Drought comes back to North Carolina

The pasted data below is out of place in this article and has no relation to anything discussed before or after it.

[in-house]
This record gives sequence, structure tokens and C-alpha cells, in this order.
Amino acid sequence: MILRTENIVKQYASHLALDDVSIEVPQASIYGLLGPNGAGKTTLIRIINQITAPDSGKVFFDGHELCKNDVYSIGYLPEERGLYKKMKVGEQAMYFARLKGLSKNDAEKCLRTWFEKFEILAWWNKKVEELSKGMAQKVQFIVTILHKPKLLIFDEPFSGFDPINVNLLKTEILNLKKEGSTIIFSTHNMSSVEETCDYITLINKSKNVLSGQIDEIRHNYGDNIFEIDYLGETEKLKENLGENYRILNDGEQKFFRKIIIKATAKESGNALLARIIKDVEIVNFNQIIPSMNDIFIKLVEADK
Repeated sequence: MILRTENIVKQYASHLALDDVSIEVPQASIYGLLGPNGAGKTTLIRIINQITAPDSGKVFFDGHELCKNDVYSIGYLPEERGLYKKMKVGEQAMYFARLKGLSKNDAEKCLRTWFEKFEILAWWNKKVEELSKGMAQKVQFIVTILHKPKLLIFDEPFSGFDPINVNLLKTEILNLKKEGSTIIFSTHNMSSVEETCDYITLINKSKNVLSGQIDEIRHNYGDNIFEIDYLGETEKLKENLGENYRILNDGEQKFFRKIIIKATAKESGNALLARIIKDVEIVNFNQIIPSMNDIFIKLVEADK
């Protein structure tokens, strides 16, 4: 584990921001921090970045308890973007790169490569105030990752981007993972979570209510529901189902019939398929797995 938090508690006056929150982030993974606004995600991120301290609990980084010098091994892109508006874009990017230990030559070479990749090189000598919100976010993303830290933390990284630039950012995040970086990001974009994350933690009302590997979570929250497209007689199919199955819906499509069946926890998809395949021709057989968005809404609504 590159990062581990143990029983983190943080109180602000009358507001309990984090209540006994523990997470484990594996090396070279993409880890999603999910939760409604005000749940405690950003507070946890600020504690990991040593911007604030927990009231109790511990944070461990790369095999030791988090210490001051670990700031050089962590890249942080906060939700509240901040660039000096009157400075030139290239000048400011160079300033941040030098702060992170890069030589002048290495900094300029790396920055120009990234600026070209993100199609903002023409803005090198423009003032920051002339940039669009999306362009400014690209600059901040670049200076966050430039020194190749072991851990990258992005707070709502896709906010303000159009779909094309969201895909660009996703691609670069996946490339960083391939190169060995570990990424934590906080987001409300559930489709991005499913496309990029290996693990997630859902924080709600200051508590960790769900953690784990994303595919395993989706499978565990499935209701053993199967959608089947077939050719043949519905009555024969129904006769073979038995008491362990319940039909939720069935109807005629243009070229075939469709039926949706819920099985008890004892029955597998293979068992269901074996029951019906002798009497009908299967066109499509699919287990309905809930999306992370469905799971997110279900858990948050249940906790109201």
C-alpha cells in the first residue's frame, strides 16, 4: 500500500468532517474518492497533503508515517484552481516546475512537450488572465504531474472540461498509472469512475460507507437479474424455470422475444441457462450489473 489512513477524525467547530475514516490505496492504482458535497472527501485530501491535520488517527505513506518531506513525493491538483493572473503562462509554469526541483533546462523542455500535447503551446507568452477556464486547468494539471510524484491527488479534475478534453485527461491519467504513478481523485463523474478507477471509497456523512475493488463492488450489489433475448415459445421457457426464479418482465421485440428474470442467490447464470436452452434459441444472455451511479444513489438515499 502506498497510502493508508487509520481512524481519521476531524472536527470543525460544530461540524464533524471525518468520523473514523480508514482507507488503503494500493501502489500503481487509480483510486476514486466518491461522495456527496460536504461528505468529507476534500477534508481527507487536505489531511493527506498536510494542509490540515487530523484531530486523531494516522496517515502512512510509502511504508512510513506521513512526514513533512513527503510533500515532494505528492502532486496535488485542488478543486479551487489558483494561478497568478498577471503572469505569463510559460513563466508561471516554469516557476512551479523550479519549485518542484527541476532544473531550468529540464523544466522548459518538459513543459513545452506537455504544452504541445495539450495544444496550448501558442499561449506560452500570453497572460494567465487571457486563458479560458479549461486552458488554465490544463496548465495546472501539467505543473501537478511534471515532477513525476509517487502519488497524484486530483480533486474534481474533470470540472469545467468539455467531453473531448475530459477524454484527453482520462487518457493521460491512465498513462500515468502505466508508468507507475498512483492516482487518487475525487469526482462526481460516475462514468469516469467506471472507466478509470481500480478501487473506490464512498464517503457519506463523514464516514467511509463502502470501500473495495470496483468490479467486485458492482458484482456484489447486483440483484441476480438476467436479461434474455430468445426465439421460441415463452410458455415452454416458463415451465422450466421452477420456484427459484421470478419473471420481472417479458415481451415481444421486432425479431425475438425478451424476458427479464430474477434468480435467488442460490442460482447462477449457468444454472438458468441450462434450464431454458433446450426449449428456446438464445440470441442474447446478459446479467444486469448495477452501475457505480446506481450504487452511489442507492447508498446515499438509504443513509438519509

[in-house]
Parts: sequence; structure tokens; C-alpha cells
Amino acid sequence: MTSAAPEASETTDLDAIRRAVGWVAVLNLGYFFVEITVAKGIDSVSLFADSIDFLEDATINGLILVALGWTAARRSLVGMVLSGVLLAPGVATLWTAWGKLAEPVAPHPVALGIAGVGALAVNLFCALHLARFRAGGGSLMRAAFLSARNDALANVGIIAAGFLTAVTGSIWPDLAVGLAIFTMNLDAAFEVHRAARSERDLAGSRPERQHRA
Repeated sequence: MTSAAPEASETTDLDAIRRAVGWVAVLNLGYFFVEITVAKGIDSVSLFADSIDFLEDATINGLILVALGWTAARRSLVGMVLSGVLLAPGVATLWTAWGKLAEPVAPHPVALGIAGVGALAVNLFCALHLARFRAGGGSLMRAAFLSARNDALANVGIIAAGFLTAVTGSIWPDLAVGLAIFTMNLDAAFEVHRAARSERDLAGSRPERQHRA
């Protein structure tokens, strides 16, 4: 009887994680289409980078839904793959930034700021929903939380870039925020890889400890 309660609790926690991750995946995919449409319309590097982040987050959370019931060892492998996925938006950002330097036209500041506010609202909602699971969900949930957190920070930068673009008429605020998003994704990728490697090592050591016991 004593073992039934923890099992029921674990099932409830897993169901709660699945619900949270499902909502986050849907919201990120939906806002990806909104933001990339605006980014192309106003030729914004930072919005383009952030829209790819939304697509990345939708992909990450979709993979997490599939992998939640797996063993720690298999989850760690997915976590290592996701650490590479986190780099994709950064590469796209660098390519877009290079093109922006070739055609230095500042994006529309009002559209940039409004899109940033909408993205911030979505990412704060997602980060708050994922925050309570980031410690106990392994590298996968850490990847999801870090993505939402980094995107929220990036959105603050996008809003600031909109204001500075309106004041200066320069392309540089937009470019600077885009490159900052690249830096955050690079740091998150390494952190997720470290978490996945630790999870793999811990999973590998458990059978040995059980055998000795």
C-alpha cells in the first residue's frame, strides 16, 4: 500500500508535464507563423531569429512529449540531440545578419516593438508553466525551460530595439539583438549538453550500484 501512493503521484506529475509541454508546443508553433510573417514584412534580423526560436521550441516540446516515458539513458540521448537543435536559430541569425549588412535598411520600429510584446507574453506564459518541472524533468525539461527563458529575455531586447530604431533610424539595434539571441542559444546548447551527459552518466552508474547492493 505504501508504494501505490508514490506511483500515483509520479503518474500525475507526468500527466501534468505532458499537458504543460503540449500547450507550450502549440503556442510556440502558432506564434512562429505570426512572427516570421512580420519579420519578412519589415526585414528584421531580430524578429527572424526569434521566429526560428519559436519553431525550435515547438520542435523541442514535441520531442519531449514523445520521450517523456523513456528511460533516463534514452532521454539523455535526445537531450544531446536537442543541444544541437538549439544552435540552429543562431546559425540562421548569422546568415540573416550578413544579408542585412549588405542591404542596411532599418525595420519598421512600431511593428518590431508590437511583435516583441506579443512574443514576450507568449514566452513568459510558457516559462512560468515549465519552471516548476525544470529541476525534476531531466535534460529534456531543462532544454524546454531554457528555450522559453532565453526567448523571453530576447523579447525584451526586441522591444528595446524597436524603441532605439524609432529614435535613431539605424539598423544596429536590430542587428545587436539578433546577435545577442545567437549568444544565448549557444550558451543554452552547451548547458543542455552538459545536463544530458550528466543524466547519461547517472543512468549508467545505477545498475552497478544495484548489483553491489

Part of North Carolina has slid back into drought for the first time since the state was deemed drought-free in May after a two-year dry spell. WFAE's Lisa Miller has more: Every week climatologists, engineers, and biologists meet to decide exactly how parched North Carolina is, as part of the state's drought monitoring network. This week, they decided parts of the Triangle area are under moderate drought. Streams are lower there and many trees are looking wilted and sporting brown patches. Since July the Charlotte area has been deemed abnormally dry, one step away from drought. That's despite routine thunderstorms and flood warnings. Ryan Boyles, a state climatologist, explains. "Think of it as a drought watch," says Boyles. "Some areas have seen some locally heavy rainfall. Other areas nearby have seen very little rainfall. This is sort-of a broad brush to say this is an area we're watching to see if any impacts start to creep in." Boyles says it's not clear whether the Triangle area could recover quickly from the drought or if it will spread across the state since summer rainfall is hard to predict. But he does say forecasters are expecting a wet winter. The entire state pulled out of a more than two year drought in May. That was the worst drought in North Carolina since the state began recording drought conditions in 1895.